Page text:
So as not to provoke the Lord to anger, I have determined a few practical steps that can be taken to get ready for worship.
Prepare yourself spiritually.
I wonder how eager you are on a typical Sunday morning to get up and go to church? Do you lie in bed wishing you could stay longer or do you hop right out eager to meet with God’s saints in praise of the King?
Okay, so maybe it is a struggle to get out of bed any morning but I think you get the idea. Many people make the Lord’s day a holiday rather than a holy day (I stole that phrase from someone recently) and would prefer to go fishing or shopping. It isn’t that they don’t want to get up; it’s that they don’t want to get up and go to church. It’s a problem of the spirit.
David said, “I was glad when they said to me, ‘Let us go to the house of the LORD’” (Ps. 122:1). You can practically feel his excitement. If you lack the same then perhaps your heart needs tending to. I fear that one of the most overlooked aspects of worship is preparing the heart to worship God.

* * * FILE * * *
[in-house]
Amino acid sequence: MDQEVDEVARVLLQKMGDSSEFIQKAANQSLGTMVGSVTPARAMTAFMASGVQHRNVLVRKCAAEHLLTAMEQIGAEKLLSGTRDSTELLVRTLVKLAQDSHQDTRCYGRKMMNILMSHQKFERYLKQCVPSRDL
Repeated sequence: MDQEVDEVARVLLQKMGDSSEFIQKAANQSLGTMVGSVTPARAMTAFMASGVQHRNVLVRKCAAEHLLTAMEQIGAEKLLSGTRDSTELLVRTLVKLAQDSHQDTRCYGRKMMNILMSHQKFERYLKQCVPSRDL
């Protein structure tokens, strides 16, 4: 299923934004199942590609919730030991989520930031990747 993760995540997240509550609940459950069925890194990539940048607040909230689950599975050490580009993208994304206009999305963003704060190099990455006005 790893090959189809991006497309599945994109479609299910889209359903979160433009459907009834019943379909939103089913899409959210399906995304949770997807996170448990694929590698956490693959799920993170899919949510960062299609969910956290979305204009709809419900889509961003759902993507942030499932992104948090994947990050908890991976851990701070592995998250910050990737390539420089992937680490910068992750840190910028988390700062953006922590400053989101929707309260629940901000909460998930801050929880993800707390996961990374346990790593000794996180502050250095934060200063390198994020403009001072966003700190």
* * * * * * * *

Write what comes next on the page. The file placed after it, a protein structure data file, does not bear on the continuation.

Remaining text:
If you or your family are not already in the routine of preparing yourselves spiritually for worship by praying and spending time together in the Word you would be quite surprised at how much this can change your attitude. Set some time aside Saturday night and ask the Lord to prepare your hearts to bring him worship. And on Sunday mornings, sometime before leaving the driveway, pray together and ask God to bless your worship; that it might be pleasing and honorable to him.
Prepare yourself mentally.
The Apostle Paul said, “Therefore I urge you, brethren, by the mercies of God, to present your bodies a living and holy sacrifice, acceptable to God, which is your spiritual service of worship” (Rom. 12:1). Our motivation to worship God should be found in His mercies which are everlasting.
Our manner of worship should be to present ourselves as living and holy sacrifices. In baseball when a batter gives up a hit to advance another player on base it is called a sacrifice. He gets that it’s not about him but the bigger picture – winning the game! Likewise, to present yourself as an acceptable worshiper means to surrender what is important to you and focus on the bigger picture – which is God.